In this edition:
- Thorold company to receive $1.5m federal investment
- Niagara College announces record hiring
- Declining energy exports lead Canadian merchandise export slowdown
- Building permits jump 12% in August
- Competition Bureau recommends modernizing procurement policy to improve health care in Canada
Thorold company to receive $1.5m federal investment
CHAR Technologies Ltd. announces an investment of $1,500,000 from the Government of Canada, through the Federal Economic Development Agency for Southern Ontario (FedDev Ontario), to support the Company’s Thorold Renewable Natural Gas & Biocarbon Project.
This investment, in the form of an interest-free repayable contribution toward certain eligible project costs, is provided through FedDev Ontario’s Jobs and Growth Fund (JGF). The Thorold Phase 1 Project will see CHAR relocate and recommission their existing London facility to the Thorold Multimodal Hub where it will try and contribute to a lower carbon economy by providing direct drop-in solutions to replace the consumption of fossil fuels.
Niagara College announces record hiring
Niagara College is poised to make key investments in people over the next two years, with record hiring of faculty, staff, administrators, and counsellors and student support staff since the spring.
Hiring for new and replacement positions began over the summer and the College filled more than 100 positions before the Fall Term began in September, with a further 100 employees anticipated in the coming year.
Emerging from one of the most challenging times in the College’s history and buoyed by an ambitious strategic plan, these positions will serve students in key learning and support areas at NC’s Welland Campus and Daniel J. Patterson Campus in Niagara-on-the-Lake.
Declining energy exports lead Canadian merchandise export slowdown
In August, Canada’s merchandise exports decreased 2.9%, largely due to lower exports of energy products. Imports fell 1.7%, mainly on decreased imports of motor vehicles and parts. As a result, Canada’s merchandise trade surplus with the world narrowed from $2.4 billion in July to $1.5 billion in August. This is the lowest monthly trade surplus observed to date in 2022.
Exports of energy products fell 6.0% to $18.4 billion in August, a level that represented 28.2% of total exports. This proportion reached an all-time high of 30.1% in June.
Building permits jump 12% in August
The total value of building permits in Canada increased 11.9% in August to $12.5 billion. Both the residential sector (+12.0% to $8.4 billion) and non-residential sector (+11.8% to $4.0 billion) saw strong gains, with Ontario causing much of the increase.
On a constant dollar basis (2012=100), the total value of building permits increased 10.0% to $7.5 billion.
Residential permits in August increased 12.0% to $8.4 billion nationally. Gains in Ontario offset losses posted in seven provinces.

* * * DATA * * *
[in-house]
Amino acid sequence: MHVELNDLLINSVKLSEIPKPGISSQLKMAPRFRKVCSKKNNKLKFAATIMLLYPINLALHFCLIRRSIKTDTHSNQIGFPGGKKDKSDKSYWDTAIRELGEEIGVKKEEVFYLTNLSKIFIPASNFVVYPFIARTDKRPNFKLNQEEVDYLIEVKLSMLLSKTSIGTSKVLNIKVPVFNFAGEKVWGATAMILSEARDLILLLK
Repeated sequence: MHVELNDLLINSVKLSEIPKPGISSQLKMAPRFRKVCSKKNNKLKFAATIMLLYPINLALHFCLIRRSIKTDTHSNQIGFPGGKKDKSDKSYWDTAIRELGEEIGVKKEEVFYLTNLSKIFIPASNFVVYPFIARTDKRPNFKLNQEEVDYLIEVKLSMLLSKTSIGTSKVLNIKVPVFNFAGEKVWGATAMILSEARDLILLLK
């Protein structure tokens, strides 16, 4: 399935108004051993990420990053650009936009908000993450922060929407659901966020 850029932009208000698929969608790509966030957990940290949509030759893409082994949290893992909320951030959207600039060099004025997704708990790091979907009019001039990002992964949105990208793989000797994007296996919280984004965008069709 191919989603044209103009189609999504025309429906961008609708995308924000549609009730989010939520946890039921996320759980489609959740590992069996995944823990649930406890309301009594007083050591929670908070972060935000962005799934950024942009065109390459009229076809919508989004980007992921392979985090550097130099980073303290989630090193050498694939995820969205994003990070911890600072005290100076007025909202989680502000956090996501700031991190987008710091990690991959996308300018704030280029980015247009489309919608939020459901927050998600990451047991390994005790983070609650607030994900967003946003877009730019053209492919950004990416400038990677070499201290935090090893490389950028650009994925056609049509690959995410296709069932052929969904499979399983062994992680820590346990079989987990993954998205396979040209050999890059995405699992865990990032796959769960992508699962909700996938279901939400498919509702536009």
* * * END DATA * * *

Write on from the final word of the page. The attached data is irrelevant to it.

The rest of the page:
Competition Bureau recommends modernizing procurement policy to improve health care in Canada
In its most recent market study report, the Competition Bureau published recommendations for federal, provincial and territorial governments to modernize public procurement processes used to acquire digital health care products and services.
Improving health care through pro-competitive procurement policy is the second of three reports published as part of the Bureau’s digital health care market study. The in-depth study examined how pro-competitive policies can foster innovation and bring about greater choice and access to digital health care services for Canadians.
Focus on Climate
Cutting emissions will hit growth, but costs of inaction much higher, says IMF
Vital steps to reduce greenhouse gases by 25% by the end of the decade will lead to lower growth and higher inflation but the costs of inaction would be far greater, the International Monetary Fund has said.
The IMF said decades of procrastination meant what could have been a smooth transition to decarbonised economies would now be more challenging, and the world had to cut fossil fuel use by a quarter in eight years to have a chance of hitting the global climate crisis goals set in Paris in 2015.
Globe Climate: Storm surge is why Hurricane Fiona hit so hard, and it will get worse
The Globe and Mail
Storm surge is a combination of low atmospheric pressure (which can raise sea levels by as much as half a metre) and wind (which can raise them even higher). Waves ride on top of it. Fiona’s surge broke water level records at four tidal gauges across Atlantic Canada — and literally broke at least two gauges. It destroyed most of Red Head Harbour’s wharf infrastructure and two buildings. In Newfoundland, it’s estimated that nearly 100 homes were rendered uninhabitable, many shorn from their very foundations.
Storm surge is virtually certain to get worse. Where sea levels are rising, storm surge flooding will increase in frequency and magnitude. That will accelerate the erosion that’s already threatening P.E.I., which features lots of sands and sandstone.
Over the last century, sea levels around P.E.I. have already risen about 30 centimetres, said Adam Fenech, professor at the University of P.E.I.’s climate school. But over the next century, they could rise between one and two metres.
Through the Daily Updates, the GNCC aims to deliver important business news in a timely manner. We disseminate all news and information we feel will be important to businesses. Inclusion in the Daily Update is not an endorsement by the GNCC.